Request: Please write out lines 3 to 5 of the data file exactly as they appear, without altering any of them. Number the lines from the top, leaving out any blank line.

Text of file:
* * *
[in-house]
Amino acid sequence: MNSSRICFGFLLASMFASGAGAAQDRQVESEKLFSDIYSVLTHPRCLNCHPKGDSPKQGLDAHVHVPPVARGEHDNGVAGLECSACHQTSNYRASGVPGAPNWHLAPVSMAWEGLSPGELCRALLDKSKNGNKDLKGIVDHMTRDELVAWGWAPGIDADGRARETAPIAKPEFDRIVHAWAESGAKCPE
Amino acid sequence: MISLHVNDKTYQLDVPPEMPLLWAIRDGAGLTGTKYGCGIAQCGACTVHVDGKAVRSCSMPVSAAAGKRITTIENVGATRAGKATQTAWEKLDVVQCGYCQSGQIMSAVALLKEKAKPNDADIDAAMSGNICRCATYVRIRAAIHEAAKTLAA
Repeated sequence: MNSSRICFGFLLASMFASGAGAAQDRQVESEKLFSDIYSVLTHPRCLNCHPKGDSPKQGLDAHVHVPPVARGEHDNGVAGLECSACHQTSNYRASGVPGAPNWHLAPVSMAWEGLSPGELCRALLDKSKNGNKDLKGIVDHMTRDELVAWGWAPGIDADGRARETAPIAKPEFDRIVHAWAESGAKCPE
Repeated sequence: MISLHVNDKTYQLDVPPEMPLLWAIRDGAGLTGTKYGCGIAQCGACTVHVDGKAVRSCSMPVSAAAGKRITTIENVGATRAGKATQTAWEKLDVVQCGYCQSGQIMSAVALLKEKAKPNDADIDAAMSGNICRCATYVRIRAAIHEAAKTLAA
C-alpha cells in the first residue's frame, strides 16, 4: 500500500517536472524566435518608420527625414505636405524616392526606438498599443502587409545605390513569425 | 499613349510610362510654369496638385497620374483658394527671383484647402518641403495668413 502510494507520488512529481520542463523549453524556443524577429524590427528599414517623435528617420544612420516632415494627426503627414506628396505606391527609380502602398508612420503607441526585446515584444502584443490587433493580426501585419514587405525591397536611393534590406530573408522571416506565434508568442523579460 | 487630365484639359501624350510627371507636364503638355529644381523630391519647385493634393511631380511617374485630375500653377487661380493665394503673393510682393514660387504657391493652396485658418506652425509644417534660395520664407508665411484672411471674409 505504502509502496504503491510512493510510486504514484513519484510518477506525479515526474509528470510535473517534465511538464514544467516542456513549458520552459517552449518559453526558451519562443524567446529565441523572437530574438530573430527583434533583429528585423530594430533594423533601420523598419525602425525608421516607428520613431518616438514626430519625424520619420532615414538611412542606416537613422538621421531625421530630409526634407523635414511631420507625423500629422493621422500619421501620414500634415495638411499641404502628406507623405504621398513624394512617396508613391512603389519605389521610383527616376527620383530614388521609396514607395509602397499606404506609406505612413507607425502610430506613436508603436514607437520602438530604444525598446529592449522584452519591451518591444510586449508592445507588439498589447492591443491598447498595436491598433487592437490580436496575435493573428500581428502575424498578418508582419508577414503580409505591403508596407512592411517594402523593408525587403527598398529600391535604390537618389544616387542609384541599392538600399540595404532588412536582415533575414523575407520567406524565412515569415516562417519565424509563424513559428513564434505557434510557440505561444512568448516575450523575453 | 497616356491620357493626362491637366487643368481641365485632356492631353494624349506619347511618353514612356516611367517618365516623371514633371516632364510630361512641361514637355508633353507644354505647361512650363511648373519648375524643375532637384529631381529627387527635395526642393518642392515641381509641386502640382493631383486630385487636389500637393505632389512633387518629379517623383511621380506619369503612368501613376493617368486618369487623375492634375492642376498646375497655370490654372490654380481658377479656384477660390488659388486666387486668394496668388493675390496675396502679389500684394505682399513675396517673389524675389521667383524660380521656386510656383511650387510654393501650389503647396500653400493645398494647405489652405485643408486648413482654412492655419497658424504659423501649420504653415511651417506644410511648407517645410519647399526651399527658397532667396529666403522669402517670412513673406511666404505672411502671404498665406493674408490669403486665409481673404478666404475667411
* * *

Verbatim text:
Amino acid sequence: MISLHVNDKTYQLDVPPEMPLLWAIRDGAGLTGTKYGCGIAQCGACTVHVDGKAVRSCSMPVSAAAGKRITTIENVGATRAGKATQTAWEKLDVVQCGYCQSGQIMSAVALLKEKAKPNDADIDAAMSGNICRCATYVRIRAAIHEAAKTLAA
Repeated sequence: MNSSRICFGFLLASMFASGAGAAQDRQVESEKLFSDIYSVLTHPRCLNCHPKGDSPKQGLDAHVHVPPVARGEHDNGVAGLECSACHQTSNYRASGVPGAPNWHLAPVSMAWEGLSPGELCRALLDKSKNGNKDLKGIVDHMTRDELVAWGWAPGIDADGRARETAPIAKPEFDRIVHAWAESGAKCPE
Repeated sequence: MISLHVNDKTYQLDVPPEMPLLWAIRDGAGLTGTKYGCGIAQCGACTVHVDGKAVRSCSMPVSAAAGKRITTIENVGATRAGKATQTAWEKLDVVQCGYCQSGQIMSAVALLKEKAKPNDADIDAAMSGNICRCATYVRIRAAIHEAAKTLAA